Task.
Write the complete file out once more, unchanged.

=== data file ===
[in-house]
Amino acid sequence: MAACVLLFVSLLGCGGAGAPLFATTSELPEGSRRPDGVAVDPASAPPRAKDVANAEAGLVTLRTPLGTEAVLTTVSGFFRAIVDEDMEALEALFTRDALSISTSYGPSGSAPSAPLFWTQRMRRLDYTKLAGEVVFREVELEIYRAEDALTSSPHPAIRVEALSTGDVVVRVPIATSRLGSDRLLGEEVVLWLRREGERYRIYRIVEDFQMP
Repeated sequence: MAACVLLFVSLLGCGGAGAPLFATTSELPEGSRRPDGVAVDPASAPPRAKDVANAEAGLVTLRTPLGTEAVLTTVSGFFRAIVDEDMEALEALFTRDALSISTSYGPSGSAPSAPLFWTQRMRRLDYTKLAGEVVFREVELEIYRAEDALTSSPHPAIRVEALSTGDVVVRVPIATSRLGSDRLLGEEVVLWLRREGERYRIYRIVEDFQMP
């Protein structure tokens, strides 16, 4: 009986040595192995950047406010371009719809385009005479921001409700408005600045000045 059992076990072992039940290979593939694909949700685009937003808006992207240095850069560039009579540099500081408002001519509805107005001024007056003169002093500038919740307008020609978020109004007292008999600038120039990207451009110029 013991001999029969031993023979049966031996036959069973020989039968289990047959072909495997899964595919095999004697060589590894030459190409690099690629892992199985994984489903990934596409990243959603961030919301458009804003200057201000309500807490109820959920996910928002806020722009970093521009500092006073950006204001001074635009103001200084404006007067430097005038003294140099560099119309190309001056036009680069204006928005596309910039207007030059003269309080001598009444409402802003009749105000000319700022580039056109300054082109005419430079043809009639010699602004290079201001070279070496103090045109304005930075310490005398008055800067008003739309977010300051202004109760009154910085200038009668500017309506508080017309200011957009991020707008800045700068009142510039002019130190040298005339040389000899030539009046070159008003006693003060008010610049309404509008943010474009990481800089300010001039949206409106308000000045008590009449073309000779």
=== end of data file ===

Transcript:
[in-house]
Amino acid sequence: MAACVLLFVSLLGCGGAGAPLFATTSELPEGSRRPDGVAVDPASAPPRAKDVANAEAGLVTLRTPLGTEAVLTTVSGFFRAIVDEDMEALEALFTRDALSISTSYGPSGSAPSAPLFWTQRMRRLDYTKLAGEVVFREVELEIYRAEDALTSSPHPAIRVEALSTGDVVVRVPIATSRLGSDRLLGEEVVLWLRREGERYRIYRIVEDFQMP
Repeated sequence: MAACVLLFVSLLGCGGAGAPLFATTSELPEGSRRPDGVAVDPASAPPRAKDVANAEAGLVTLRTPLGTEAVLTTVSGFFRAIVDEDMEALEALFTRDALSISTSYGPSGSAPSAPLFWTQRMRRLDYTKLAGEVVFREVELEIYRAEDALTSSPHPAIRVEALSTGDVVVRVPIATSRLGSDRLLGEEVVLWLRREGERYRIYRIVEDFQMP
């Protein structure tokens, strides 16, 4: 009986040595192995950047406010371009719809385009005479921001409700408005600045000045 059992076990072992039940290979593939694909949700685009937003808006992207240095850069560039009579540099500081408002001519509805107005001024007056003169002093500038919740307008020609978020109004007292008999600038120039990207451009110029 013991001999029969031993023979049966031996036959069973020989039968289990047959072909495997899964595919095999004697060589590894030459190409690099690629892992199985994984489903990934596409990243959603961030919301458009804003200057201000309500807490109820959920996910928002806020722009970093521009500092006073950006204001001074635009103001200084404006007067430097005038003294140099560099119309190309001056036009680069204006928005596309910039207007030059003269309080001598009444409402802003009749105000000319700022580039056109300054082109005419430079043809009639010699602004290079201001070279070496103090045109304005930075310490005398008055800067008003739309977010300051202004109760009154910085200038009668500017309506508080017309200011957009991020707008800045700068009142510039002019130190040298005339040389000899030539009046070159008003006693003060008010610049309404509008943010474009990481800089300010001039949206409106308000000045008590009449073309000779």